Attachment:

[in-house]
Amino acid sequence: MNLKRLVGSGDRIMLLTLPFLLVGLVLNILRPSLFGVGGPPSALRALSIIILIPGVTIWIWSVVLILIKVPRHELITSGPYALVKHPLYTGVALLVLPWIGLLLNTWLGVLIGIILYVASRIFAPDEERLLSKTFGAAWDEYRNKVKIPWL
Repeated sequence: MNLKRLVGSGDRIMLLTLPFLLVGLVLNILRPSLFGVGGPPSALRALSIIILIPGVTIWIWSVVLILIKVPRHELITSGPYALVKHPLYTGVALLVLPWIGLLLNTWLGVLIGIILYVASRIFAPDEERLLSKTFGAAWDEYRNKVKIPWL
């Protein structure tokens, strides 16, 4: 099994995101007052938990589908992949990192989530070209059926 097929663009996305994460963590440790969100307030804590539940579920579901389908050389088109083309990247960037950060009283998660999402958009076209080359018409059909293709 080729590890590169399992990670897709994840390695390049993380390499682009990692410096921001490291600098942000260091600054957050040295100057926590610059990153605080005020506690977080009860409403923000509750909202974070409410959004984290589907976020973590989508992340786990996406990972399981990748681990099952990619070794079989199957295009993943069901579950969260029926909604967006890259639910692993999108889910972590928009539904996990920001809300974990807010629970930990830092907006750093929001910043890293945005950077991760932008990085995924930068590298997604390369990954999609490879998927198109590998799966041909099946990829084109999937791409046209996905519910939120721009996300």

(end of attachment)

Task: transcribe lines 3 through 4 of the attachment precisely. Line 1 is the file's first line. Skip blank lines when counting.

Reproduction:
Repeated sequence: MNLKRLVGSGDRIMLLTLPFLLVGLVLNILRPSLFGVGGPPSALRALSIIILIPGVTIWIWSVVLILIKVPRHELITSGPYALVKHPLYTGVALLVLPWIGLLLNTWLGVLIGIILYVASRIFAPDEERLLSKTFGAAWDEYRNKVKIPWL
């Protein structure tokens, strides 16, 4: 099994995101007052938990589908992949990192989530070209059926 097929663009996305994460963590440790969100307030804590539940579920579901389908050389088109083309990247960037950060009283998660999402958009076209080359018409059909293709 080729590890590169399992990670897709994840390695390049993380390499682009990692410096921001490291600098942000260091600054957050040295100057926590610059990153605080005020506690977080009860409403923000509750909202974070409410959004984290589907976020973590989508992340786990996406990972399981990748681990099952990619070794079989199957295009993943069901579950969260029926909604967006890259639910692993999108889910972590928009539904996990920001809300974990807010629970930990830092907006750093929001910043890293945005950077991760932008990085995924930068590298997604390369990954999609490879998927198109590998799966041909099946990829084109999937791409046209996905519910939120721009996300």